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Egypt Opens New Library of Alexandria

Chad Cohen
National Geographic Today
October 16, 2002
 
The Eastern Harbor of Alexandria has been a crossroads of culture and continents for 2,300 years. This is where the Pharos lighthouse, one of the seven wonders of the ancient world, guided people from all nations safely into port; where Queen Cleopatra first laid eyes on Julius Caesar.

Today, in an event that speaks of renewal even as the threat of war looms in the Middle East, Alexandria is trying to recapture the spirit of perhaps its richest legacy—the Great Library of Alexandria—by opening the new Bibliotheca Alexandrina.

The ancient library dominated the ancient world of learning from approximately the third century B.C. to the fourth century A.D. The new one sits on the Eastern Harbor on or near the site of the original.



In an opening ceremony worthy of pharaohs, Egypt's President Hosni Mubarak is welcoming heads of state, royalty, and dignitaries from around the world. There is even a performance by Sinead O'Connor.

Clash of Civilizations

"In a world worried about the clash of civilizations, about war, about hatred and about killing, I think it's significant that out of Egypt comes this new library, a place of understanding, learning, tolerance and brotherhood," said Ismail Serageldin, the library's director and a former World Bank vice president.

"Egypt is the cradle of civilization and the birthplace of three monotheistic religions, so the library will very much reflect religious tolerance," said Mohammed Aman, dean of the School of Information Studies at the University of Wisconsin-Milwaukee, who wrote the Bibliotheca's manuscript-selection policy.

During the 1980s, Egypt and the United Nations Educational, Scientific and Cultural Organization resolved to build the Bibliotheca Alexandrina with the same universal goals as the ancient one: a focal point for research, the advancement of knowledge and the open exchange of ideas.

An international design competition chose the Norwegian firm Snohetta to build the library. The building—in the shape of a massive disc inclined toward the Mediterranean—evokes the image of the Egyptian sun illuminating the world.

International Effort

Countries from around the world—especially the Middle East—contributed to the U.S. $220 million-plus building effort. Saddam Hussein's $21-million check cleared just days before the Gulf War.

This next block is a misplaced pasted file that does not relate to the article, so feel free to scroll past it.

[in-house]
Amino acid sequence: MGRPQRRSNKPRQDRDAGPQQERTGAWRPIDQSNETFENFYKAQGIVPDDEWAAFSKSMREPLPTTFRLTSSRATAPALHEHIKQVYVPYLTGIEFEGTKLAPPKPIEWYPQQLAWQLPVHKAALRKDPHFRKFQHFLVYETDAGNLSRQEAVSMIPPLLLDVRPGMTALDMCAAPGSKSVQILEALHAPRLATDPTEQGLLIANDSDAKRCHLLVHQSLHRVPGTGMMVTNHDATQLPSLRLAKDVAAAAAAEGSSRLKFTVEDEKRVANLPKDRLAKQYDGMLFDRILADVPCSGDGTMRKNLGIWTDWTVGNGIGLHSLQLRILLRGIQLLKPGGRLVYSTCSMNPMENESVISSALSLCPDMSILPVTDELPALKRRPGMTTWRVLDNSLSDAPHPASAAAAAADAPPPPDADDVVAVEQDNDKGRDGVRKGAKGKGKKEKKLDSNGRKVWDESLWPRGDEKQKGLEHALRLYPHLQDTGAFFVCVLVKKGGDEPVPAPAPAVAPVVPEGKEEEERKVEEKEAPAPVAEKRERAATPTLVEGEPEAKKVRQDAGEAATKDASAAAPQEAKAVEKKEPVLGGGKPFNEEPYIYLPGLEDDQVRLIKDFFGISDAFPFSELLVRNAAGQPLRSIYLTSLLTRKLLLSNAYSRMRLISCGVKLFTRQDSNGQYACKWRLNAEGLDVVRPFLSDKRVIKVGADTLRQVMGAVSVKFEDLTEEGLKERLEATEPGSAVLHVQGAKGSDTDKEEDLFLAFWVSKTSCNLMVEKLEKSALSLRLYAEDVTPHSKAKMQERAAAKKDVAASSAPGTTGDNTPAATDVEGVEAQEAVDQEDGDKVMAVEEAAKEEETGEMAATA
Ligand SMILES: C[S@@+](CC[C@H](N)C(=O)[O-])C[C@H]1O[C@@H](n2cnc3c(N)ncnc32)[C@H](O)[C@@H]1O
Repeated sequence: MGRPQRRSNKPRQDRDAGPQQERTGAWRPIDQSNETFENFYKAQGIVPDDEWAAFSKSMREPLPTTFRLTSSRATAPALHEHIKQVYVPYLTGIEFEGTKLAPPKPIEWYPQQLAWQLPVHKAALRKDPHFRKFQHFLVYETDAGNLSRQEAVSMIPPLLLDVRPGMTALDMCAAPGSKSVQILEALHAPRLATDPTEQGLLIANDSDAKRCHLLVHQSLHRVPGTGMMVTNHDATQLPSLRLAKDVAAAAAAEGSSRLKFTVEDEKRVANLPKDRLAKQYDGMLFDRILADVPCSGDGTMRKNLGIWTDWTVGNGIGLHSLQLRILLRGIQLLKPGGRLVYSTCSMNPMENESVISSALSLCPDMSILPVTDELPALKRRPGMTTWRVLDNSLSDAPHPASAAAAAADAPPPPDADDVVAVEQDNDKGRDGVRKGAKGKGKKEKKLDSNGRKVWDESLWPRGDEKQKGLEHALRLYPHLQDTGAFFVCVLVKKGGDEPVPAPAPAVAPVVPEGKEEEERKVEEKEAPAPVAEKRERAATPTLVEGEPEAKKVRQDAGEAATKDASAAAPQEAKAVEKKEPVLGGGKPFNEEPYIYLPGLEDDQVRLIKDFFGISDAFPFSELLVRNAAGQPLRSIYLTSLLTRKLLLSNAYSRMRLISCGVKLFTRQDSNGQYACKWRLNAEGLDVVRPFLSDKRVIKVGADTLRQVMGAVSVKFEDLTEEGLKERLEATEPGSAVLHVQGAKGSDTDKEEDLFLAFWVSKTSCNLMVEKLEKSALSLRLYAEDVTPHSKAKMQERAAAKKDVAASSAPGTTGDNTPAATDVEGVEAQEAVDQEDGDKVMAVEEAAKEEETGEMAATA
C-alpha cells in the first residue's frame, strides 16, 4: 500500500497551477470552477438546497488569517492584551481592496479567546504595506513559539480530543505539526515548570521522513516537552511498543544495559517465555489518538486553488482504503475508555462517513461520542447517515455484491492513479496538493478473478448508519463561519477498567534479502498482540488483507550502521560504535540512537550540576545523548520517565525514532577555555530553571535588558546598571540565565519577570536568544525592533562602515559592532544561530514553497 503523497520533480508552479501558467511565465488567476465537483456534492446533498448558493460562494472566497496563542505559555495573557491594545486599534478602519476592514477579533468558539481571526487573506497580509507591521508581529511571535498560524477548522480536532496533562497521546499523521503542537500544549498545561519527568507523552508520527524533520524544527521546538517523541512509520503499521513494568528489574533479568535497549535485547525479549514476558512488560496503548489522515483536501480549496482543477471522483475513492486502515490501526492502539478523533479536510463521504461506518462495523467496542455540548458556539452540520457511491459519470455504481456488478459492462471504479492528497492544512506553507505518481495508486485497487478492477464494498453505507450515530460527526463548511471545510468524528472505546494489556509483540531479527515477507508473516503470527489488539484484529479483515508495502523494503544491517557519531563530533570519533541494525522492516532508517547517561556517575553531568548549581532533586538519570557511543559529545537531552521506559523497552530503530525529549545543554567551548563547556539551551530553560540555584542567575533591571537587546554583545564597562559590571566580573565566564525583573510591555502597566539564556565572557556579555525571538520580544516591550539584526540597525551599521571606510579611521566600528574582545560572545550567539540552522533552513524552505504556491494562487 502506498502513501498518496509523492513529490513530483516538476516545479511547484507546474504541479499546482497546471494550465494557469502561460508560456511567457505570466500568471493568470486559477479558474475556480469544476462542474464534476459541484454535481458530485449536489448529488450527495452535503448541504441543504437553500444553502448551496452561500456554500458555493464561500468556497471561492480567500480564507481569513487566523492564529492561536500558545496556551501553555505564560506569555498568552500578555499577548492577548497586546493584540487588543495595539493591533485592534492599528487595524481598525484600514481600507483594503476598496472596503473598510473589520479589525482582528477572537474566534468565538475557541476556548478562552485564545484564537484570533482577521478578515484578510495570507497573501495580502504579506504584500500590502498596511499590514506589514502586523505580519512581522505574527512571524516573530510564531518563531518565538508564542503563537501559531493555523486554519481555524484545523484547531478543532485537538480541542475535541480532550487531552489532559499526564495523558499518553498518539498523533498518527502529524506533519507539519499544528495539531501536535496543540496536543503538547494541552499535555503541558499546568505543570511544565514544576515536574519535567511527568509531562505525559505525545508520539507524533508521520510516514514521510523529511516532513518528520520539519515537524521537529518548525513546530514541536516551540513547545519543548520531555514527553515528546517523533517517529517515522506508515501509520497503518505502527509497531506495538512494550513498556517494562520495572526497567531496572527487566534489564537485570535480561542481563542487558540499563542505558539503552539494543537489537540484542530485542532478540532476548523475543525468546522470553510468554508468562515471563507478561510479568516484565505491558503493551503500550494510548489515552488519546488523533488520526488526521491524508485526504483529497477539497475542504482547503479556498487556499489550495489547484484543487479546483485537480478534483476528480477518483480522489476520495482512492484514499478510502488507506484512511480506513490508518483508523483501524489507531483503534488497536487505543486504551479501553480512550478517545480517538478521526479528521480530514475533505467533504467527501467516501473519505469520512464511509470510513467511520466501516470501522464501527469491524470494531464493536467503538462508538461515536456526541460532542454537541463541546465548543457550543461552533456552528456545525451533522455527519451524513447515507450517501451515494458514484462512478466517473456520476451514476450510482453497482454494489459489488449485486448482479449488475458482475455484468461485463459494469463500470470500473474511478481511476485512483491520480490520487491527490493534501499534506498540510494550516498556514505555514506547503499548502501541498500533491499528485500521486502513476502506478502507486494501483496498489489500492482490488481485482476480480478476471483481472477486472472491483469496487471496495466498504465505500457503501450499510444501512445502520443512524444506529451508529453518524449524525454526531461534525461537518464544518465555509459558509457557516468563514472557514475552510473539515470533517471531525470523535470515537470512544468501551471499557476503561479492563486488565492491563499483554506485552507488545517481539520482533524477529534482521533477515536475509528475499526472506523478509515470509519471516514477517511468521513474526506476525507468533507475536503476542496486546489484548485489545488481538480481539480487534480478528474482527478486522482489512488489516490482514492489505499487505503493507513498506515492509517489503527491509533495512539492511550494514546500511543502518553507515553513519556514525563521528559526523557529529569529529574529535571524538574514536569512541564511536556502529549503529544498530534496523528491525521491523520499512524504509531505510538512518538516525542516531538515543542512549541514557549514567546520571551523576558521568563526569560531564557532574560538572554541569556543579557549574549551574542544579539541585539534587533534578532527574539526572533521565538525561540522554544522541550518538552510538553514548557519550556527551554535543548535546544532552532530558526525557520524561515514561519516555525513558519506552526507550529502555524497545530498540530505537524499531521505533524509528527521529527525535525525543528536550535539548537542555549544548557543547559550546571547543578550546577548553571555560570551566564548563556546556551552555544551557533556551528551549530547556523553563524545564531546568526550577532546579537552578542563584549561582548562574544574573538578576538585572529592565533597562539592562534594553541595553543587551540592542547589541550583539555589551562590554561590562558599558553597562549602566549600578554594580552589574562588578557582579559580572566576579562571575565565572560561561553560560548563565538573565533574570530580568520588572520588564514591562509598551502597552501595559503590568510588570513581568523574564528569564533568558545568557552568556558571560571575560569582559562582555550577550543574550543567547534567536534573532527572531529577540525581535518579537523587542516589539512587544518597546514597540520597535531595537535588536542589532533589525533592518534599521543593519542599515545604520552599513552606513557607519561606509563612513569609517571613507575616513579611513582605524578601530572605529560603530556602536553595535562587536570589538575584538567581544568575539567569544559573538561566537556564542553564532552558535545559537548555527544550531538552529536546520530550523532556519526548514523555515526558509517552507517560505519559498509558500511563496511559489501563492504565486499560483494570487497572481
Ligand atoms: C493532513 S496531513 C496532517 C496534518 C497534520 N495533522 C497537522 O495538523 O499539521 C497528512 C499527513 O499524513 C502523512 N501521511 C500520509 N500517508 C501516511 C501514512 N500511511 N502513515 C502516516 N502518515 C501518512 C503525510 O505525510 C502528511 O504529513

An international spirit still reigns at the Bibliotheca. Italians and Egyptians are working together to preserve rare manuscripts. Greeks are helping with antiquities; the French, with a science museum; and Americans, with computer systems. Dozens of countries are sending books.

The legacy demands a high standard.

Around 295 B.C., the scholar Demetrius of Phalerum convinced the new pharaoh, Ptolemy I Soter, that Alexandria could rival Athens as a center of culture and learning—by establishing a library that would house all the books in the world.

History says that the Ptolemies became so hungry for knowledge that they seized books from every ship that came into harbor. They made a copy for the ship but kept the originals for themselves.

The library housed the masterpieces of classical civilization: the works of Aristotle and Plato; original manuscripts of Sophocles, Aeschylus and Euripides; Egyptian treatises on astronomy and medicine; Buddhist texts; and the first translations of the Hebrew scriptures. Eventually historians believe Alexandria amassed 700,000 scrolls,.

Original Library, Up in Flames

While today's library plans to have a broad general collection, it isn't trying to gather the entire creative legacy of humankind under one roof.

Right now they have about 250,000 books on the shelves, less than a typical college library in the United States. Although the Bibliotheca has room for about five million books, the Library of Congress, the world's largest, has nearly 20 million.

Rather than competing, the Bibliotheca is building up special collections on Egypt, the Middle East, and Islam.

The library will also try to attract researchers and scholars from around the world. "It is a vision that was realized on this very spot over 2,300 years ago when the library was founded," said Serageldin.

Alexandria is where Euclid devised geometry; Herophilus discovered that the brain, not the heart, was the seat of thought; Aristarchus, 1,800 years before Copernicus, determined that the Earth revolved around the sun; and Eratosthenes set up a simple experiment that measured the Earth's circumference. In tribute to these discoveries, the new library features a museum dedicated to science history and a large planetarium graces the entrance.

The first and most famous blow to the ancient library came in 48 B.C., when Julius Caesar laid siege to Alexandria and set fire to the city. Historians believe flames consumed about 10 percent of the library.

By midpoint in the new millennium, the library had fallen completely. Historians believe that not a single scroll survives.

Today the new Bibliotheca Alexandrina proves that perhaps the most important element of the ancient library persists—its spirit. And this time the building is fireproof.
 

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